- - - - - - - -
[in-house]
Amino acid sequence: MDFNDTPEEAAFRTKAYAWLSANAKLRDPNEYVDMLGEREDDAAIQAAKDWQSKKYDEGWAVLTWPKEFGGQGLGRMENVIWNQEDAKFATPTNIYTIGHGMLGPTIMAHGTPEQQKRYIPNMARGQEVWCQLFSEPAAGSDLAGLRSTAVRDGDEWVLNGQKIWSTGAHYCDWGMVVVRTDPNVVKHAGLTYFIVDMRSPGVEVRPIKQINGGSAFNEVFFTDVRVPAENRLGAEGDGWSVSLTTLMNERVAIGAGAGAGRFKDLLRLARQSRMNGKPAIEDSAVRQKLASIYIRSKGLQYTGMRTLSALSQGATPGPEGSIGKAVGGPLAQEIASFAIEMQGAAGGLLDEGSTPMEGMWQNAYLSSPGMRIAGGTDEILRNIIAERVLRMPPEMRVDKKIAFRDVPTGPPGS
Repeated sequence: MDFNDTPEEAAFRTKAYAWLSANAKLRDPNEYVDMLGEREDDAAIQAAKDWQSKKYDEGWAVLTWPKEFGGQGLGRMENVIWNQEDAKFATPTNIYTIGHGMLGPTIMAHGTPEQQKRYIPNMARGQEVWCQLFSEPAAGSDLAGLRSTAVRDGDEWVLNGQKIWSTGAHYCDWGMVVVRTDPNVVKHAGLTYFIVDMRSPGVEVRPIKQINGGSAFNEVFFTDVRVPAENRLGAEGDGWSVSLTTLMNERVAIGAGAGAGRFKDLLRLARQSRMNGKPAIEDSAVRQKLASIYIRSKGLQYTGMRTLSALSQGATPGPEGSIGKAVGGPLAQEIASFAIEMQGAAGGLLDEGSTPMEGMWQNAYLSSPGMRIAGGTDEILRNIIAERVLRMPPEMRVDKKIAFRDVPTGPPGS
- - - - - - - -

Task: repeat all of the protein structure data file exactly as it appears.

[in-house]
Amino acid sequence: MDFNDTPEEAAFRTKAYAWLSANAKLRDPNEYVDMLGEREDDAAIQAAKDWQSKKYDEGWAVLTWPKEFGGQGLGRMENVIWNQEDAKFATPTNIYTIGHGMLGPTIMAHGTPEQQKRYIPNMARGQEVWCQLFSEPAAGSDLAGLRSTAVRDGDEWVLNGQKIWSTGAHYCDWGMVVVRTDPNVVKHAGLTYFIVDMRSPGVEVRPIKQINGGSAFNEVFFTDVRVPAENRLGAEGDGWSVSLTTLMNERVAIGAGAGAGRFKDLLRLARQSRMNGKPAIEDSAVRQKLASIYIRSKGLQYTGMRTLSALSQGATPGPEGSIGKAVGGPLAQEIASFAIEMQGAAGGLLDEGSTPMEGMWQNAYLSSPGMRIAGGTDEILRNIIAERVLRMPPEMRVDKKIAFRDVPTGPPGS
Repeated sequence: MDFNDTPEEAAFRTKAYAWLSANAKLRDPNEYVDMLGEREDDAAIQAAKDWQSKKYDEGWAVLTWPKEFGGQGLGRMENVIWNQEDAKFATPTNIYTIGHGMLGPTIMAHGTPEQQKRYIPNMARGQEVWCQLFSEPAAGSDLAGLRSTAVRDGDEWVLNGQKIWSTGAHYCDWGMVVVRTDPNVVKHAGLTYFIVDMRSPGVEVRPIKQINGGSAFNEVFFTDVRVPAENRLGAEGDGWSVSLTTLMNERVAIGAGAGAGRFKDLLRLARQSRMNGKPAIEDSAVRQKLASIYIRSKGLQYTGMRTLSALSQGATPGPEGSIGKAVGGPLAQEIASFAIEMQGAAGGLLDEGSTPMEGMWQNAYLSSPGMRIAGGTDEILRNIIAERVLRMPPEMRVDKKIAFRDVPTGPPGS